When automating for the first time, many businesses are tempted to ‘dip their toe’ and automate something inconsequential that feels low risk. However, this approach is rarely successful, simply because not enough people care about the project to secure the necessary budget and resources to support it and make it a success.
The main aim of automation is to reduce the amount of time that people collectively spend on doing a task. So, to be a good candidate for automation, an activity must be labour-intensive. The more time people spend on the task in question, the more likely it will be that the investment in automating it will be worthwhile – especially if those people are highly paid.
Many businesses find it beneficial to qualify this by calculating the total number of hours spent on the task and the average cost of those man-hours per annum. That way, they can see how long it would take to achieve a return on investment if automated. Some intelligent automation software providers and consultancies have online calculators available on their websites to help calculate this figure.
Anyone who has ever had to undertake a repetitive task for a long period of time will know how boring it can become. When humans become bored they struggle to concentrate and mistakes become more likely. In some business situations, the repercussions of making a minor miscalculation can have devastating consequences.
It is a good idea to look for elements of a job role that are repetitive and where accuracy is critical, and investigate whether this could be automated.
Automation enables humans to delegate the most repetitive elements of their jobs, rather than their whole job. This reduces the likelihood of human error and allows staff to spend their time on more rewarding and useful work. By reducing the capacity for error, an organisation’s service delivery and customer service are inevitably enhanced too, improving the business’s reputation.
One example of this in action is the increasing number of law firms that are using a combination of intelligent automation and RPA to process incoming emails – i.e. identifying what the emails relate to and moving them into the relevant client folders, forwarding or replying to them. This reduces the amount of time solicitors or attorneys are spending managing their inbox.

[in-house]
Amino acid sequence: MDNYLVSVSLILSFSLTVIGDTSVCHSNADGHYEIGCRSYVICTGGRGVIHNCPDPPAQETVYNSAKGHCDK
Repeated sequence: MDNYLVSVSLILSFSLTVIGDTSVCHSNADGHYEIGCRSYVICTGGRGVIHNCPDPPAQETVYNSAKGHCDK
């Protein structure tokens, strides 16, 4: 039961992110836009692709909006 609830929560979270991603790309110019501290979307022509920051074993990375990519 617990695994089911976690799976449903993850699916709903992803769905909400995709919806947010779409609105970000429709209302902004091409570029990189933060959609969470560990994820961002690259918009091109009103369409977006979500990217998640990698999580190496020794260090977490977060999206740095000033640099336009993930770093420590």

A common error related to repetitive tasks can be the failure to accurately follow procedure. Tasks that require certain checks or procedures to be followed can have this built into an automation process to ensure that the necessary requirements are met as a matter of course.
For automation to be cost-effective, it needs to be applied to tasks that are done several times per day. The more times humans spend doing it, the greater the return on investment will be from automating the task.
Look for activities within the business that often experience backlogs or spikes in demand, as these are often good candidates for automation.
Whilst time-sensitivity isn’t necessarily an important part of the mix when it comes to identifying processes to automate, the ability to deliver something faster and at scale, can be a game-changer for some businesses. This could be to meet industry guidelines or internal best practice for turnaround, to maintain customer satisfaction, or to keep ahead of the competition.